Anyone that still buys the myth former Mayor Foy touted of a Council grounded in collegiality should take heed how the tactics of the imperial mayoral-ship he fostered impedes respectful dissent even within the Council itself and harms a transparent, reality-based approach to decision-making.

The Orange County Board of Commissioners (BOCC) opened up discussion this evening of putting a %0.25 increase in local sales tax before voters in November (Levy of a One-Quarter Cent (1/4¢) County Sales and Use Tax [PDF]).

The tax, if approved, will bump our local sales tax to %8 with all the additional proceeds going directly to the county (it seems like it was mentioned several hundred times that the municipalities would get NADA from the increase). Best estimates, and only if a pending state bill is passed, has the county reaping in $500K in 2011 rising to $2.4M in 2012.

I spoke before the BOCC on the issue – raising a few concerns, suggesting a possible course of action.

I acknowledged the Commishes quandary in filling the current $9.4M hole in the County’s budget and the near certainty of dealing with an even deeper one in 2011. I recognized the appeal in making a seemingly small increase in a tax that is spread across a wider arc than property taxpayers. I understood it probably seemed an easier sell especially given the recent turmoil over our hefty property revaluations and the failed attempt to create a land transfer tax.

I also pointed out even though it doesn’t apply to food or medicines that the increase represented an additional burden on those folks living here who can least afford it (the characterization in the press that “what the heck, it’s only a few more bucks week!” really bothers me).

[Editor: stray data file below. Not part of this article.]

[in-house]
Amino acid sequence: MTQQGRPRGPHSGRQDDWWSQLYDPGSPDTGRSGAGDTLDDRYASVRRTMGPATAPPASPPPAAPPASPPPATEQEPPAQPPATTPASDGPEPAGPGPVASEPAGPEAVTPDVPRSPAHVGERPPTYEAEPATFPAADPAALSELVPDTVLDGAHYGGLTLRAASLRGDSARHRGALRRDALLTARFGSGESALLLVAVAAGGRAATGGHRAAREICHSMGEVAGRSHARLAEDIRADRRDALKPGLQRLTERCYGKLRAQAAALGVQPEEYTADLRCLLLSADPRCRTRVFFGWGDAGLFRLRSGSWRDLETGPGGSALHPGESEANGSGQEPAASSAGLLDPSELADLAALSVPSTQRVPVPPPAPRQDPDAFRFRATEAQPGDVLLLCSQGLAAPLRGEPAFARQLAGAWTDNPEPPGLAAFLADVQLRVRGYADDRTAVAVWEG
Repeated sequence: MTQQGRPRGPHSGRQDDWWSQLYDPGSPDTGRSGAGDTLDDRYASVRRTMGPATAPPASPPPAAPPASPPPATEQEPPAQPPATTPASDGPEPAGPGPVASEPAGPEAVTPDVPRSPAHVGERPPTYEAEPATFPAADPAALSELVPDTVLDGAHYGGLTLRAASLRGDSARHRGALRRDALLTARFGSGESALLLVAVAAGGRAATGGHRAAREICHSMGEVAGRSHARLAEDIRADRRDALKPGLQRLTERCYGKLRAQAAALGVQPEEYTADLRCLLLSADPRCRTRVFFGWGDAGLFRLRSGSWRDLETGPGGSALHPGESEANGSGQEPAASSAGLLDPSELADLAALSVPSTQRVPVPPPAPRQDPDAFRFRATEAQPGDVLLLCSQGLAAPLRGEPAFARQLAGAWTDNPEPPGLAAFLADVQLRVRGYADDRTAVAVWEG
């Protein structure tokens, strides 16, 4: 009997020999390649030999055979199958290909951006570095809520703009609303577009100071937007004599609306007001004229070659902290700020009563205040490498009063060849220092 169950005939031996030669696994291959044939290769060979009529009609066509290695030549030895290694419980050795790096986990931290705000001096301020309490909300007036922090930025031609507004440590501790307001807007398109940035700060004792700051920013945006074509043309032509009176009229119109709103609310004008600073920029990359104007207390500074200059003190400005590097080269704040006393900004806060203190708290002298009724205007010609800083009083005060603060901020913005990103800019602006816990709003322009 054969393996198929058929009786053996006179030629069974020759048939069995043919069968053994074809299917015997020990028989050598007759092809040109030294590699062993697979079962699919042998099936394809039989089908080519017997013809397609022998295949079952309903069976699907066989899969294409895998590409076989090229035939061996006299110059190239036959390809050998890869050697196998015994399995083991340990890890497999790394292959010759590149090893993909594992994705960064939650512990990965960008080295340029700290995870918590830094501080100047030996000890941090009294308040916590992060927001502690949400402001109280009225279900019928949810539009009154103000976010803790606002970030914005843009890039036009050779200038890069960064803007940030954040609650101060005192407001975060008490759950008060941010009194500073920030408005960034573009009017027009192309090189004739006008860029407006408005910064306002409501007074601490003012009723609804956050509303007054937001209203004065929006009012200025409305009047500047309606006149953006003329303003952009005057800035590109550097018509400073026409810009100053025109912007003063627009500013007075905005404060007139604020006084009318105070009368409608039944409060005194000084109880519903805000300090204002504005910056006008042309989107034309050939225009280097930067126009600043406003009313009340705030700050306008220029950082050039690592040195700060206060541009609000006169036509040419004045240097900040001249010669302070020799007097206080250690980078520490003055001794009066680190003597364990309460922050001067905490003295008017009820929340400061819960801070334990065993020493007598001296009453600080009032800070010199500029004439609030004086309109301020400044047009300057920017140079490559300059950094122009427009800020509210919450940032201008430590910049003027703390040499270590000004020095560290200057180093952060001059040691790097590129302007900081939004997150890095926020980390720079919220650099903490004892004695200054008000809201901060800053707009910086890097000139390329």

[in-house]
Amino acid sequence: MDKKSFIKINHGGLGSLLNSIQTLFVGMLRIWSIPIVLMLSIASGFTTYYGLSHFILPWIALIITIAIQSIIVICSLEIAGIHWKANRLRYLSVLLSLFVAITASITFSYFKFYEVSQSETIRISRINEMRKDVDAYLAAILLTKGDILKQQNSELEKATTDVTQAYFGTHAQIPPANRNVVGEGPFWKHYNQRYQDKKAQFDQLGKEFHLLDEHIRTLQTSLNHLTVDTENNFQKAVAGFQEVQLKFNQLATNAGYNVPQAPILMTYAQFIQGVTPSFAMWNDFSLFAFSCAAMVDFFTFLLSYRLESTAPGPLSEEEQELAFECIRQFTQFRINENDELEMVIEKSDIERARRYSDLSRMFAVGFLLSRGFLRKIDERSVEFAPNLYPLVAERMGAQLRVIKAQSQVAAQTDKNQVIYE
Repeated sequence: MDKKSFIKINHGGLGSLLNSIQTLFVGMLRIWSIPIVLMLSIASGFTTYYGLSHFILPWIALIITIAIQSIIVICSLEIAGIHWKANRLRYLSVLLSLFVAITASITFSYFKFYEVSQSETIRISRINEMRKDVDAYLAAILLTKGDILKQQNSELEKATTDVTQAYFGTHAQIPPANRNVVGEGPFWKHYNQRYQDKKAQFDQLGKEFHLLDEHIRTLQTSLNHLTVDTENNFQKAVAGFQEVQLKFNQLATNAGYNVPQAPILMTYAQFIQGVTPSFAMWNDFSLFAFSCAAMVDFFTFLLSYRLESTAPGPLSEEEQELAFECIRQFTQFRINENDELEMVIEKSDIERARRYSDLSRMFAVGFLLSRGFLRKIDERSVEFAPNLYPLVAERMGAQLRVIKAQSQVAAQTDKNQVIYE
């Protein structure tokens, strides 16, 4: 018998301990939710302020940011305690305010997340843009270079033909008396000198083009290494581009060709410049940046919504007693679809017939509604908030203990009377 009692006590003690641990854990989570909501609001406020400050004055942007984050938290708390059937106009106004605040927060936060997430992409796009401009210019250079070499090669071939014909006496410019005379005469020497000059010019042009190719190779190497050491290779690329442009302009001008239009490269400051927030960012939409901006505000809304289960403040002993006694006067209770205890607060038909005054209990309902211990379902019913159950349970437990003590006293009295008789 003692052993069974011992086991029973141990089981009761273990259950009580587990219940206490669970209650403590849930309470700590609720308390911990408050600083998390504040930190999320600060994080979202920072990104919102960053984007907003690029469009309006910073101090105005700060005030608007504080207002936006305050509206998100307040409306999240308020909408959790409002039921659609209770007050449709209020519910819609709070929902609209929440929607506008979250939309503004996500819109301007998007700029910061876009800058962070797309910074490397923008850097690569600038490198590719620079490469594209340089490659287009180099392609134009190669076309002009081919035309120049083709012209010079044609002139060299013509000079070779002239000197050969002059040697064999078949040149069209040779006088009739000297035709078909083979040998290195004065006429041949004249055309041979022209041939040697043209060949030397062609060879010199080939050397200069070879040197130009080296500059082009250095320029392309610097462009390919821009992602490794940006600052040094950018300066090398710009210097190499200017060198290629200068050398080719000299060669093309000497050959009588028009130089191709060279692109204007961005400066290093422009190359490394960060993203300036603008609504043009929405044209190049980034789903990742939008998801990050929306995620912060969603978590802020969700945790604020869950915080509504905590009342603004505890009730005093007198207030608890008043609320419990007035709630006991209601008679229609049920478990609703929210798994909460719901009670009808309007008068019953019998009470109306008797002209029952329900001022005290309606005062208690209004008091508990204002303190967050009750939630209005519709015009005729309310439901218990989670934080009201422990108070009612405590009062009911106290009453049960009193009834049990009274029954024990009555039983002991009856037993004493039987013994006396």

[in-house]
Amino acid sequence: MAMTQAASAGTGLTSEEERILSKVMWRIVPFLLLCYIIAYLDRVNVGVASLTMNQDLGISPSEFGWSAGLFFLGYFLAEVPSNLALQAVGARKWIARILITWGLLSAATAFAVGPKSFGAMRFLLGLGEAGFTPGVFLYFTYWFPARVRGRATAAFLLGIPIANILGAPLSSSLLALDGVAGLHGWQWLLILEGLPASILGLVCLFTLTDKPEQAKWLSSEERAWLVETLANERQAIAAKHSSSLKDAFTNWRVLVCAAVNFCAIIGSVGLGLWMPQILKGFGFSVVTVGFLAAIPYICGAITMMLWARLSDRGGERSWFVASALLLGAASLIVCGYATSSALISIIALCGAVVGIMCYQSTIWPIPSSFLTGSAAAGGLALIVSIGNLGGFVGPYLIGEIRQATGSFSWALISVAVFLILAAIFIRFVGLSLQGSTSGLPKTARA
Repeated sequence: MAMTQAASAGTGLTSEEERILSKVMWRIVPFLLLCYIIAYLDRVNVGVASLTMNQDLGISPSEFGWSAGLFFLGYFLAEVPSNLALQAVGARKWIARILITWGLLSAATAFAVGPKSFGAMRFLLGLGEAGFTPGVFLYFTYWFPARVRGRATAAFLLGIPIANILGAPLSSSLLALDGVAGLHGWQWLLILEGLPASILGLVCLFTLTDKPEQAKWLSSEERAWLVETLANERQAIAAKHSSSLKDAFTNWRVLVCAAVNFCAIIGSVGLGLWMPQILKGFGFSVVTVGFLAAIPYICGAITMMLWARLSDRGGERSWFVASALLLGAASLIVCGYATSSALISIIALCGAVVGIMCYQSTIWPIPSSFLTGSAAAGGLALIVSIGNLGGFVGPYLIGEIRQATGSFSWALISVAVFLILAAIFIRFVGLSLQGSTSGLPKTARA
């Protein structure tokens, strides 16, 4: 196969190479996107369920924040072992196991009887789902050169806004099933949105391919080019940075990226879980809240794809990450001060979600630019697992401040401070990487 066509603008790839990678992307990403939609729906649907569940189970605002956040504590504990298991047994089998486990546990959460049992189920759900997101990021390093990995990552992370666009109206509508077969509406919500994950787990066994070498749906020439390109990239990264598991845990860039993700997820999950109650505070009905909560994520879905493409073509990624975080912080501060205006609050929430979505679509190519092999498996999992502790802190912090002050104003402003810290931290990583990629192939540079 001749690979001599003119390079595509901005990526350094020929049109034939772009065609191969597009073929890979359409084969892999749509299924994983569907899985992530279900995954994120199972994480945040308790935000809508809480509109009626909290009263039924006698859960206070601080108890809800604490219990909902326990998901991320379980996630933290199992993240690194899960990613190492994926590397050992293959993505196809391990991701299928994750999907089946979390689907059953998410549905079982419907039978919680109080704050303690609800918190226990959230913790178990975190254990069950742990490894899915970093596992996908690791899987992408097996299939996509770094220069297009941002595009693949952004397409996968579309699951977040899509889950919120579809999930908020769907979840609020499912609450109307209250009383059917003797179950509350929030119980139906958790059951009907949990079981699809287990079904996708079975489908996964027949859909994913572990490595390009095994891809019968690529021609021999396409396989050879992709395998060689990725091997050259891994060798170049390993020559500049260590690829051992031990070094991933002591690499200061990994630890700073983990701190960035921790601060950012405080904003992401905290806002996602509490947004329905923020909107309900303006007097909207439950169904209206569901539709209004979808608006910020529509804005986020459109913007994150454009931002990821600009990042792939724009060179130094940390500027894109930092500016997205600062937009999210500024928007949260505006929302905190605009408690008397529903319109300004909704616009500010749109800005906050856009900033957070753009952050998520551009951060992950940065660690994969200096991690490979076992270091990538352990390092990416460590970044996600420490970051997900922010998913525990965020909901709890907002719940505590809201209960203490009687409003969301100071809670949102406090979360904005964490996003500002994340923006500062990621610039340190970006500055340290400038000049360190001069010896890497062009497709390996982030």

By its nature, it is a regressive tax.

Given that increased burden, I asked the BOCC to commit in as legally a binding way as possible, to dedicating the new revenue to funding the rapidly growing demand on social services. That revenue should bolster the existing commitment and go well beyond this year’s baseline (not to rely on it, as many counties have with the NC lottery and education).

Steve Yuhaz and a few other commissioners suggested throwing this modest amount of money – $2.5M at best – at the schools or pouring it down the current economic development rat-hole.

Spending $2.5M on needed social services would have a much more profound effect than adding to the considerable school system overhead or to funding economic incentives during this downturn. And it’s the right thing to do given the rather dire outlook for next year.

Other than clearly dedicating the use of the funds, I also asked for two additional provisions:

  • that the tax increase be time limited – maybe 3-4 years at most – in order to emphasize that this wasn’t a case of avoiding fiscal discipline but a response to some very difficult circumstances
  • that the public be given plenty of opportunity to weigh in.

At the conclusion of the topic it was clear that public input beforehand will have to come quick – June 15th to be exact.

Some quick observations/comments.

Several counties, like New Hanover, were used as success stories for the referendum. New Hanover, of course, has much lower property taxes and with its tourist draws has much greater outside revenue flows. Orange County’s increase will be borne mostly by Orange County residents.

Comments by several commissioners that this broad 1/4 percent sales tax would bring revenues in from residents not currently “paying their fair share” made very little sense given that a pretty good chunk of the existing %7.75 sales tax paid by all residents ends up in the county coffers.